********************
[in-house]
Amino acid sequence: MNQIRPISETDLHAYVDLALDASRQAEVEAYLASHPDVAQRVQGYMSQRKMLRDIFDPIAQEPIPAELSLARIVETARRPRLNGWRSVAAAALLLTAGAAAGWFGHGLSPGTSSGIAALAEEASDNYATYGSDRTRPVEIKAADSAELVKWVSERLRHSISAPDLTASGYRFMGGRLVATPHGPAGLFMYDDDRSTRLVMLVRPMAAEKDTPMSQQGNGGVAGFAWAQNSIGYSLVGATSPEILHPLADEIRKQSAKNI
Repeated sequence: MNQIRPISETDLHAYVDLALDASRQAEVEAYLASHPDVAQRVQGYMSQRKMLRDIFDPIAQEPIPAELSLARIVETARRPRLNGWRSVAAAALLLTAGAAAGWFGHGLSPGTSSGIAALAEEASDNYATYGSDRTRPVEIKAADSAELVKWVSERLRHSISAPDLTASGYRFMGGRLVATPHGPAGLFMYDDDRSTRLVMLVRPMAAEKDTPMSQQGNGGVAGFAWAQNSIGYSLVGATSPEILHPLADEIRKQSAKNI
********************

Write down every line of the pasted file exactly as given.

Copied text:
[in-house]
Amino acid sequence: MNQIRPISETDLHAYVDLALDASRQAEVEAYLASHPDVAQRVQGYMSQRKMLRDIFDPIAQEPIPAELSLARIVETARRPRLNGWRSVAAAALLLTAGAAAGWFGHGLSPGTSSGIAALAEEASDNYATYGSDRTRPVEIKAADSAELVKWVSERLRHSISAPDLTASGYRFMGGRLVATPHGPAGLFMYDDDRSTRLVMLVRPMAAEKDTPMSQQGNGGVAGFAWAQNSIGYSLVGATSPEILHPLADEIRKQSAKNI
Repeated sequence: MNQIRPISETDLHAYVDLALDASRQAEVEAYLASHPDVAQRVQGYMSQRKMLRDIFDPIAQEPIPAELSLARIVETARRPRLNGWRSVAAAALLLTAGAAAGWFGHGLSPGTSSGIAALAEEASDNYATYGSDRTRPVEIKAADSAELVKWVSERLRHSISAPDLTASGYRFMGGRLVATPHGPAGLFMYDDDRSTRLVMLVRPMAAEKDTPMSQQGNGGVAGFAWAQNSIGYSLVGATSPEILHPLADEIRKQSAKNI